Since its founding in 1976, Project Censored has focused on stories — like Watergate before the 1972 election — that aren’t censored in the authoritarian government sense, but in a broader, expanded sense reflective of what a functioning democracy should be; censorship is defined as “the suppression of information, whether purposeful or not, by any method — including bias, omission, underreporting, or self-censorship — that prevents the public from fully knowing what is happening in society.” It is, after all, the reason that journalism enjoys special protection in the First Amendment: Without the free flow of vital information, government based on the consent of the governed is but an illusory dream.
Yet, from the very beginning, as A.J. Liebling put it, “Freedom of the press is guaranteed only to those who own one.”
In their introduction, Project Censored’s Mickey Huff and Andy Lee Roth take this condition head-on, under the heading, State of the Free Billionaire, in contrast to the volume’s title, State of the Free Press 2023. Following a swift recap of historic media criticism highlights — Upton Sinclair, the aforementioned Leibling, Ben Bagdikian, Edward Herman and Noam Chomsky — they dryly observe, “History shows that consolidated media, controlled by a handful of elite owners, seldom serves the public interest,” and briefly survey the contemporary landscape before narrowing their gaze to the broadest of influencers:
Despite the promise of boundless access to information, Silicon Valley mirrors legacy media in its consolidated ownership and privileging of elite narratives. This new class of billionaire oligarchs owns or controls the most popular media platforms, including the companies often referred to as the FAANGs — Facebook (Meta), Apple, Amazon, Netflix, and Google (Alphabet).
Obviously, this was written before Elon Musk’s purchase of Twitter, but it’s an apt reminder that his wildly out-of-touch worldview is not just an individual, personal aberration, but also a symptom of wider systemic dysfunction.
“In pursuit of their own interests and investments, media tycoons past and present, again and again, appear to be conveniently oblivious to the main frame through which they filter news — that of class, including class structure and class interests,” Huff and Roth write. “Consequently, they often overlook (or ignore) conflicts of interest that implicate media owners, funders, investors, and advertisers, not to mention their business clients on Wall Street and in Big Pharma, Big Tech, and the military–industrial complex.”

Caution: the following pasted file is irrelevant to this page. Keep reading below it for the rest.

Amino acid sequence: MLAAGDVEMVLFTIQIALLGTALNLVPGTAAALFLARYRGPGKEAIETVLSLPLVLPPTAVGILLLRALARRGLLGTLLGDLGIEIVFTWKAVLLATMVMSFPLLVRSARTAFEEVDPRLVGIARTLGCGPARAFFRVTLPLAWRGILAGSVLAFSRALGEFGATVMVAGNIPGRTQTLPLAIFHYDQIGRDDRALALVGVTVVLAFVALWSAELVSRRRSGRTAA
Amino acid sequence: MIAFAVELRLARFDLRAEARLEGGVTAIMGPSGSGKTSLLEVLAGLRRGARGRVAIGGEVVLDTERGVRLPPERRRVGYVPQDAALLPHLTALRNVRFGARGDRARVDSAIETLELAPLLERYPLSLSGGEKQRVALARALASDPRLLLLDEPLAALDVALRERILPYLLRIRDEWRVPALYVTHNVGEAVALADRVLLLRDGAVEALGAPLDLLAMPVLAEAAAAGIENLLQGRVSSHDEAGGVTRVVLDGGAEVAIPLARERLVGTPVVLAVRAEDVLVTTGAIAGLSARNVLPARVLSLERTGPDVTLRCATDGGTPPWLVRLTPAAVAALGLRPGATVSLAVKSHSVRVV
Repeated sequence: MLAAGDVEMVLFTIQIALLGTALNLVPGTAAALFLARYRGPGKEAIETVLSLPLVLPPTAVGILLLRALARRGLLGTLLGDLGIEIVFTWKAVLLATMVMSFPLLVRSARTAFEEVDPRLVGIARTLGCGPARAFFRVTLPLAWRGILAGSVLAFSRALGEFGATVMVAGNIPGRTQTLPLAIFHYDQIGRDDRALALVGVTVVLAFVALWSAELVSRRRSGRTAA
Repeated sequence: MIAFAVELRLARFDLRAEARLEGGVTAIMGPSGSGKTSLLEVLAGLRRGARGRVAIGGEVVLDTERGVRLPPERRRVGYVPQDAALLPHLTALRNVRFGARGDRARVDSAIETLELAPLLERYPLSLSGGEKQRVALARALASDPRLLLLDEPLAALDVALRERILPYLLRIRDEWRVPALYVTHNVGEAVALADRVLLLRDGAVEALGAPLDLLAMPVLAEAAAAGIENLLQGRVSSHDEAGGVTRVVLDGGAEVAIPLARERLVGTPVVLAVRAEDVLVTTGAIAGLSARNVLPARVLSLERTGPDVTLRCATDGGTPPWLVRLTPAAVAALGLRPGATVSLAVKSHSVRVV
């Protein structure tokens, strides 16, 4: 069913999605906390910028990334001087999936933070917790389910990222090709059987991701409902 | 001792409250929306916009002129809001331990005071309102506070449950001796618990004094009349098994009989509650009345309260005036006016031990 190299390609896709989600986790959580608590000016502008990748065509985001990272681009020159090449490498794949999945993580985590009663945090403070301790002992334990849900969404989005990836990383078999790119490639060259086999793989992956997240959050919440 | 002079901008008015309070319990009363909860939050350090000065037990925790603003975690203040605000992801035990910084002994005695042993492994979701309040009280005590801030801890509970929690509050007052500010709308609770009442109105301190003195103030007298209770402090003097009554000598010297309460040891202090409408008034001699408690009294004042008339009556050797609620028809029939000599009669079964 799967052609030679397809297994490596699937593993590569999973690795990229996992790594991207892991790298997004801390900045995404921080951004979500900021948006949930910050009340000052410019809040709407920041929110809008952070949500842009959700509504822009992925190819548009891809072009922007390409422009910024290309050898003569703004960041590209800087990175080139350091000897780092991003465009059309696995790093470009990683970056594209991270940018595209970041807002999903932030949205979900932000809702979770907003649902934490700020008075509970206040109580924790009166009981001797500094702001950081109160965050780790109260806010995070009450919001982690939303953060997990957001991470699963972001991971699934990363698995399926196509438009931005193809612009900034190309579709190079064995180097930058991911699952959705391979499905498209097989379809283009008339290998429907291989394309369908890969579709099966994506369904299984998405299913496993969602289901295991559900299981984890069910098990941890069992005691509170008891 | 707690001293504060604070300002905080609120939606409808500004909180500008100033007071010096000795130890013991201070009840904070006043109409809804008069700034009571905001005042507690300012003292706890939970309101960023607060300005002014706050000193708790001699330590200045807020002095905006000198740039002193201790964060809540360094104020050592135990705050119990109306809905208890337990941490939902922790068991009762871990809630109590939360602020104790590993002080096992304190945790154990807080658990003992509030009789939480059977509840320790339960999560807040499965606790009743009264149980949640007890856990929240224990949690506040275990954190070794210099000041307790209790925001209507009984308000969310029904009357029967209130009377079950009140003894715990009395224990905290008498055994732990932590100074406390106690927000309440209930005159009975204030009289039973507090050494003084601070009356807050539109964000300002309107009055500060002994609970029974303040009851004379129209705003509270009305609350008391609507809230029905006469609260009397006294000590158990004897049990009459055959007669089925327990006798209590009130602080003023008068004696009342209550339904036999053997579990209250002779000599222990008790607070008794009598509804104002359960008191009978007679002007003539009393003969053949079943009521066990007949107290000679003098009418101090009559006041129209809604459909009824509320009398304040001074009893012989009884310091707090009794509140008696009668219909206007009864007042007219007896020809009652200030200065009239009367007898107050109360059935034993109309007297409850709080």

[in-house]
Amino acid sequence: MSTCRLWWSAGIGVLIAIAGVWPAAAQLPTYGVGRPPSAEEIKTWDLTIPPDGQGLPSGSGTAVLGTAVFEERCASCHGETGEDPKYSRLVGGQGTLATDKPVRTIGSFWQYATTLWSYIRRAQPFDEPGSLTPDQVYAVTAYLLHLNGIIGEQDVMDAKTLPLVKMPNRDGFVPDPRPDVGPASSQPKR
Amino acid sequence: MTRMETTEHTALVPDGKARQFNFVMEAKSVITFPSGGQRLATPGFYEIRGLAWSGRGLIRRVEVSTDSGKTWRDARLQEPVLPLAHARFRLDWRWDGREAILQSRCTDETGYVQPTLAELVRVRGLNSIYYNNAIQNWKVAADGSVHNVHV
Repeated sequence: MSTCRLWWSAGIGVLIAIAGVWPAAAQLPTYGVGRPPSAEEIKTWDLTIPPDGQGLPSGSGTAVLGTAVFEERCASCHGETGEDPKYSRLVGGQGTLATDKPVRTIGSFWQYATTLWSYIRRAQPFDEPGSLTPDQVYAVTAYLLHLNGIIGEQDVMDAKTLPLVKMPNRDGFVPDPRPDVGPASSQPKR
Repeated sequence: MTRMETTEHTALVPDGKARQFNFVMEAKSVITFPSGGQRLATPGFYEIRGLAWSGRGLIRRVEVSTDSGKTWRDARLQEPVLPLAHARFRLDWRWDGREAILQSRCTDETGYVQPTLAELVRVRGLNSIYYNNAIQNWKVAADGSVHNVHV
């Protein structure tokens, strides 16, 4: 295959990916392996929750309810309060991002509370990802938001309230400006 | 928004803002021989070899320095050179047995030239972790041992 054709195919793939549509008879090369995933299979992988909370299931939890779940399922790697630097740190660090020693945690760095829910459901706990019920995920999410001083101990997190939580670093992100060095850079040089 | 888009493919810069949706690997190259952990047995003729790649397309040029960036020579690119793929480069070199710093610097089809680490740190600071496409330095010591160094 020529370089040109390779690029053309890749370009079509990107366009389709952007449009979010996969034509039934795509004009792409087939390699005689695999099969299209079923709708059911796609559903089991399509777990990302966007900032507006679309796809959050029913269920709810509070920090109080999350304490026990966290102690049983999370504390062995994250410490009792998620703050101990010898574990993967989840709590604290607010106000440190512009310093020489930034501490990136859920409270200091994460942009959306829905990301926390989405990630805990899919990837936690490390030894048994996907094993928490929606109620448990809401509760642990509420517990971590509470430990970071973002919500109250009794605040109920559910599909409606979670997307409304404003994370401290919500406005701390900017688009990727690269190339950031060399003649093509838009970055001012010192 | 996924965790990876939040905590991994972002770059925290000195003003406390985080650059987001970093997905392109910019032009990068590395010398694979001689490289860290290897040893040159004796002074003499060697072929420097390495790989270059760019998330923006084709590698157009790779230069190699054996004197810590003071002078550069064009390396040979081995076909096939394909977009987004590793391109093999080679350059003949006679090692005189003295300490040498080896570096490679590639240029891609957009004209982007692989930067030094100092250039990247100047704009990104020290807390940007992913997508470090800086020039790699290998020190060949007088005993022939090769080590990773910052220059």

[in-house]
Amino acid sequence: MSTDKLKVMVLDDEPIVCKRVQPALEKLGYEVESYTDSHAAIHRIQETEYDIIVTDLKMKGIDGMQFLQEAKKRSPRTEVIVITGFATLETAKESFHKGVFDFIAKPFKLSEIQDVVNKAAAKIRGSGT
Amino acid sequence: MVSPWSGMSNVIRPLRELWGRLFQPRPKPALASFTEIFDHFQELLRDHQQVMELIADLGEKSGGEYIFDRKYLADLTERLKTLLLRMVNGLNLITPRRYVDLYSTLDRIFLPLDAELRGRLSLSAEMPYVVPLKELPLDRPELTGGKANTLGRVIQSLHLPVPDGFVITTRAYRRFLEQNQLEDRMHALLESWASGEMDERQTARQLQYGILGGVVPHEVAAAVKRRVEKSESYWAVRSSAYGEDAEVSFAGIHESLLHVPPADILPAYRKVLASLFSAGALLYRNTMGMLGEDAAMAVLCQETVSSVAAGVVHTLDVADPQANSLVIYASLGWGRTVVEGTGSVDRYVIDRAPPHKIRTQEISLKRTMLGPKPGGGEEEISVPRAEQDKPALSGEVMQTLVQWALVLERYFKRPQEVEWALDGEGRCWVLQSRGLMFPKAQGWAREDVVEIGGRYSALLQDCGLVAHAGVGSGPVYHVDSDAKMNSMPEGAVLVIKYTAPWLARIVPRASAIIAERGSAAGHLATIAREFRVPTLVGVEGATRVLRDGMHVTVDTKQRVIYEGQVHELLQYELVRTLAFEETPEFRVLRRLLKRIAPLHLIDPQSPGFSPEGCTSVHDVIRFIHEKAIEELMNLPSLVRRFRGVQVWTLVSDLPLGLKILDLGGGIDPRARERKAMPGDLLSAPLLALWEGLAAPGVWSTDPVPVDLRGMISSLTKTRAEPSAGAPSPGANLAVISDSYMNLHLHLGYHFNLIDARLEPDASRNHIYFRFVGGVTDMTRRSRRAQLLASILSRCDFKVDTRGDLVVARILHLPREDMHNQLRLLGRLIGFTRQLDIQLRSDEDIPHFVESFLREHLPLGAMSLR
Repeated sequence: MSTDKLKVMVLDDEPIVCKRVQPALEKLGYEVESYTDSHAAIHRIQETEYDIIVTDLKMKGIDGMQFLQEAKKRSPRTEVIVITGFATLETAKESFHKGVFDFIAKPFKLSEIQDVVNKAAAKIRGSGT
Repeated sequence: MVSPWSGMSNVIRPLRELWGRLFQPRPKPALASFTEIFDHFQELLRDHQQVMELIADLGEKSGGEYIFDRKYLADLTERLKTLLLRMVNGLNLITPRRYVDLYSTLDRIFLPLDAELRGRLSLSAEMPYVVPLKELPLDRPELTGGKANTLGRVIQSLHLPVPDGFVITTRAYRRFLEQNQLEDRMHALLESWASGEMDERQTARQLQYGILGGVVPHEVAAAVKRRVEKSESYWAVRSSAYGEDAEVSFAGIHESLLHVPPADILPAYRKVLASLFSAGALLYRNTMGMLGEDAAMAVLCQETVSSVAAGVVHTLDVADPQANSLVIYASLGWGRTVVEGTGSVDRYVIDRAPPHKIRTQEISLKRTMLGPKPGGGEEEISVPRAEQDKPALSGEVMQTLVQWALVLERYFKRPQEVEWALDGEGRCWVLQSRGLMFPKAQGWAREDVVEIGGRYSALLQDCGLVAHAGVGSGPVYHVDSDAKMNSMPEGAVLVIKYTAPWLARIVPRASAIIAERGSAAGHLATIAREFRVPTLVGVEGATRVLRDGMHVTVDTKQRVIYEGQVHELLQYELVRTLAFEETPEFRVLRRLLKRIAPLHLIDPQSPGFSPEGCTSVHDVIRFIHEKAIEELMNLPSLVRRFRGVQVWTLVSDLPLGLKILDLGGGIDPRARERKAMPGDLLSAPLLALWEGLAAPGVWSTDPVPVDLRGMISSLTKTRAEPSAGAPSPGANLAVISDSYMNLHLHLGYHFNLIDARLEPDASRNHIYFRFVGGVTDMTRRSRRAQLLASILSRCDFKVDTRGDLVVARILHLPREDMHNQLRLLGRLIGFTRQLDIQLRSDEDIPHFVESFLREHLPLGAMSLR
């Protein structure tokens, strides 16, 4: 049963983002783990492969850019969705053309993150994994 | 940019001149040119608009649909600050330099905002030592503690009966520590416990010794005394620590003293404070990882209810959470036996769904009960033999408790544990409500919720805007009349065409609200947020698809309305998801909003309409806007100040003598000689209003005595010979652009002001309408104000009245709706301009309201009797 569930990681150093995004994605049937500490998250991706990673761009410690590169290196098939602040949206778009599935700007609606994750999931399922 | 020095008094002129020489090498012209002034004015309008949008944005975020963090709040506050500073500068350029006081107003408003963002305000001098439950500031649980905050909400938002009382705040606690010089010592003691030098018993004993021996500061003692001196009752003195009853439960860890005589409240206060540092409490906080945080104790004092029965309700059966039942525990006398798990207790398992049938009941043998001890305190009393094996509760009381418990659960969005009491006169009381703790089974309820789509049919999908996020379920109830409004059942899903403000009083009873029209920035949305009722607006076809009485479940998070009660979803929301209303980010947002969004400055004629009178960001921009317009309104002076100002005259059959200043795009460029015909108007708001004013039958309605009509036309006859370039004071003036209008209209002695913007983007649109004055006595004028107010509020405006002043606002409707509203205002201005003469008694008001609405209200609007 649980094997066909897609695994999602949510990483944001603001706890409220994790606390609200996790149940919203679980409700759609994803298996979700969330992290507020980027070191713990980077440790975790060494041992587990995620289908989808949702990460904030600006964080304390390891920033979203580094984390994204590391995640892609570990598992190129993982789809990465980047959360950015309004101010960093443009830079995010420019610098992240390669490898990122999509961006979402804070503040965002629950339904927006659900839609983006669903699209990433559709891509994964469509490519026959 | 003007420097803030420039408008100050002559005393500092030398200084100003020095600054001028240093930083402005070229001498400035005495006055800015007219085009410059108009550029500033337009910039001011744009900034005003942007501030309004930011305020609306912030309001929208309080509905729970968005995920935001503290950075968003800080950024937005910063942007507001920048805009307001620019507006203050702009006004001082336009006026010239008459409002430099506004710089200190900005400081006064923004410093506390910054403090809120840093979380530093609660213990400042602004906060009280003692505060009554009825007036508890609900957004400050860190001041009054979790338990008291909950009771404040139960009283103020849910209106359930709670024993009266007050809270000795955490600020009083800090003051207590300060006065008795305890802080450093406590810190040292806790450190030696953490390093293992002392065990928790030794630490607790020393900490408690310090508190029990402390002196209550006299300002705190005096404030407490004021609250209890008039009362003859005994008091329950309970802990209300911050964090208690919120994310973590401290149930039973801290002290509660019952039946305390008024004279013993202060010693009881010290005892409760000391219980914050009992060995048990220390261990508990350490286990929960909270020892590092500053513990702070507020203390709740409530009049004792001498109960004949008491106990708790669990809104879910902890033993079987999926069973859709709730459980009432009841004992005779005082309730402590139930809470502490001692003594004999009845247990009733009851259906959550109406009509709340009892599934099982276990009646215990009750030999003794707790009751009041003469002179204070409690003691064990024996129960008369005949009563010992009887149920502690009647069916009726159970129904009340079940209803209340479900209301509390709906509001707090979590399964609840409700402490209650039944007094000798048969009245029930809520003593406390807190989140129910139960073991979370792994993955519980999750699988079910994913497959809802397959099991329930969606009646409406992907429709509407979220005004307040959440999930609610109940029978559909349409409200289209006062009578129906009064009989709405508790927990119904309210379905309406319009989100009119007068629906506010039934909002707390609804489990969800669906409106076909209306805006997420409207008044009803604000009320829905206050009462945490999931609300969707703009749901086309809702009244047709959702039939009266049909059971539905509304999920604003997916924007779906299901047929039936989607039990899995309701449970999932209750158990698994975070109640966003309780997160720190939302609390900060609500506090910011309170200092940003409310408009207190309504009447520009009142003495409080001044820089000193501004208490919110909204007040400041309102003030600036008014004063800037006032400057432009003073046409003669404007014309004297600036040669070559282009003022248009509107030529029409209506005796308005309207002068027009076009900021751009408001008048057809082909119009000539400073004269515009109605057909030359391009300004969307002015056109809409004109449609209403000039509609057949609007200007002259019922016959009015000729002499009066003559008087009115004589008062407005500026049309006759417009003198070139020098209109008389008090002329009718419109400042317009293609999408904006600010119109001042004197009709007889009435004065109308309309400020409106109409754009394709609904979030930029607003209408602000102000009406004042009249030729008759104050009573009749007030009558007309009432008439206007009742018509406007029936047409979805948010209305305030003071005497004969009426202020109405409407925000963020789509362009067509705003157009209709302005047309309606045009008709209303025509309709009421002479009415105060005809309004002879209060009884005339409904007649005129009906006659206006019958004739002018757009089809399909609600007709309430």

This observation perfectly frames the majority of stories in Project Censored’s top 10 list, starting with the first two stories: massive subsidies of the fossil fuel industry and rampant wage theft — concentrated on the most vulnerable workers — that eclipse street crime in the magnitude of losses, but is rarely punished, even when offenders are caught dead to rights. It echoes clearly through the stories on congress members’ investments in the fossil fuel industry, the role of corporate consolidation in driving up inflation in food prices, Bill Gates’ hidden influence on journalism, and major media outlets lobbying against regulation of surreptitious online advertising. Indeed, only one story out of 10 is somewhat removed from the sphere of corporate corruption concerns: the story of the CIA’s plans to kidnap or kill Julian Assange.
But the dominance of this one pattern truly is remarkable. It shows how profoundly the concentration of corporate wealth and power in the hands of so few distorts everything we see — or don’t — in the world around us every day.
Since 1976, Project Censored has identified the most important stories of each year on the basis of the exposure that was denied to them by forces beyond the First Amendment. Its goal is to educate students and the public about the importance of a truly free press for democratic self-government. This list covers the most under-reported stories of 2022, as compiled by the project. Capsules have been edited for space. More details are available at projectcensored.org.
©Random Lengths News, a division of Beacon Light Press, 2022
Paul Rosenberg is a Los Angeles-based writer, senior editor for Random Lengths News and a columnist for Salon and Al Jazeera English.